Mr Goh said Singaporeans were not getting enough help to pay the insurance premiums for Medishield Life as they were only receiving transitional subsidies for the first four years.

After that, the subsidies would only remain for low- and middle-income households.

He argued that the Government should instead adopt a model where it co-pays the premiums with employers and patients.

"You are made to pay all the premiums by yourself. What is the role of the Government and the employer? That is something unacceptable by international standards.

When such a comprehensive healthcare policy is implemented, the Government must be responsive and must co-pay, the employer must also co-pay."


One party that took a slightly different tack last night was the Singapore People's Party (SPP), with candidate for Bishan-Toa Payoh GRC Benjamin Pwee seeking to establish the team's foreign policy chops by bringing up issues like Asean economic integration and the Trans Pacific Partnership deal, a free trade agreement that includes 12 Pacific Rim countries.

On the TPP, Mr Pwee raised the possibility of the deal leading to higher drug and surgery prices here if intellectual property protection is expanded and asked why it has not been debated in Parliament here.

He raised those issues to show that the opposition could deal with big international issues as well.

"If you want somebody on the international stage, I've got a full team that has lived overseas, that understands the issues," said Mr Pwee.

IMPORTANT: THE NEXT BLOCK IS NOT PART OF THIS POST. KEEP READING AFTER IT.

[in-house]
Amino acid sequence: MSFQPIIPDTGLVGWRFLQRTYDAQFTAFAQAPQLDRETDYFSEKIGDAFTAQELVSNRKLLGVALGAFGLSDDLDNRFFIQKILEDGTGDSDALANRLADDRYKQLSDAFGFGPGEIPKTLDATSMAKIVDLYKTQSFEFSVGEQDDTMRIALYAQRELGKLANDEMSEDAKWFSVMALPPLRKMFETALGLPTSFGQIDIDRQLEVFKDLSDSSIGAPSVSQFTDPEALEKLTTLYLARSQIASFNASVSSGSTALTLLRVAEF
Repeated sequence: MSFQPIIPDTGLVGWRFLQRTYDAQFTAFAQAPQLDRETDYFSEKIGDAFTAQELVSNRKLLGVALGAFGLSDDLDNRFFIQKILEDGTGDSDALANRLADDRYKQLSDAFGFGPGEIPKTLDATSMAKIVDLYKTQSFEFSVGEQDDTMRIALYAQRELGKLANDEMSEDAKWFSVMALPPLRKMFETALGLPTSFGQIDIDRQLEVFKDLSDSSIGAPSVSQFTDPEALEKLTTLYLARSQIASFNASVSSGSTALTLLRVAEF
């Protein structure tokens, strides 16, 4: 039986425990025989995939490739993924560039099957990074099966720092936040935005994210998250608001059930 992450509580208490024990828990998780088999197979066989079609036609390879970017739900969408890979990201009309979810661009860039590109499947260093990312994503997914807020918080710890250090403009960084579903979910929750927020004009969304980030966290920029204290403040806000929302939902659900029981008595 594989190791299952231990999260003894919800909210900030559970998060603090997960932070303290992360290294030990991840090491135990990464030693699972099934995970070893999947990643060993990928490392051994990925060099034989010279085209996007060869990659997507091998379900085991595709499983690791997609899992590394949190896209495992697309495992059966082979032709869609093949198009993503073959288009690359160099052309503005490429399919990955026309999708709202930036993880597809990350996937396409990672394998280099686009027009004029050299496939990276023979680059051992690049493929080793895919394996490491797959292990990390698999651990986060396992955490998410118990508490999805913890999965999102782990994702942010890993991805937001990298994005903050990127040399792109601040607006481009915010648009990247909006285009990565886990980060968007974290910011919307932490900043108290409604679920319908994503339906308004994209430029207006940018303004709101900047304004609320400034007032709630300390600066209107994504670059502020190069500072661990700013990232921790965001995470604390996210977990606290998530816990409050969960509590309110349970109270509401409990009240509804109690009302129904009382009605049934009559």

"The opposition isn't what you think it is, and the opposition certainly isn't what they (the PAP) think it is."

As with the SPP's other rallies in this campaign, veteran opposition leader Chiam See Tong once again made his appearance and gave a brief speech to lend his support to the candidates.


At the Reform Party rally in Ang Mo Kio GRC, the absence from the podium of the party's team leader for the constituency, lawyer M. Ravi, raised eyebrows.

Mr Ravi did not speak at the party's rally on Sunday and did not sit on stage with the party's 10 other candidates yesterday.

RP chairman Andy Zhu said the lawyer sat out the rally in the constituency he is contesting because he had a sore throat.

"We told him since you can't speak just go up and show your face, you have us behind you. But he was just very upset about himself and didn't want to talk to us also," said Mr Zhu. " I heard some rumours that it has something to do with his condition but it is not. Before this, he has all the certifications from his psychiatrist. "

RP candidates yesterday spoke on CPF and immigration issues, with party chief Kenneth Jeyaretnam defending their proposal for monthly payouts to pensioners and children, saying that they will be able to fund the programme using returns from investment the reserves.

• Report by Lim Yan Liang, Rennie Whang, Janice Tai, Kok Xing Hui, Olivia Ho, Priscilla Goy, Idayu Suparto, Samantha Boh, Lim Yi Han and Aw Cheng Wei

A version of this article appeared in the print edition of The Straits Times on September 10, 2015, with the headline 'Opposition takes aim again at foreigner influx, CPF rules'. Print Edition | Subscribe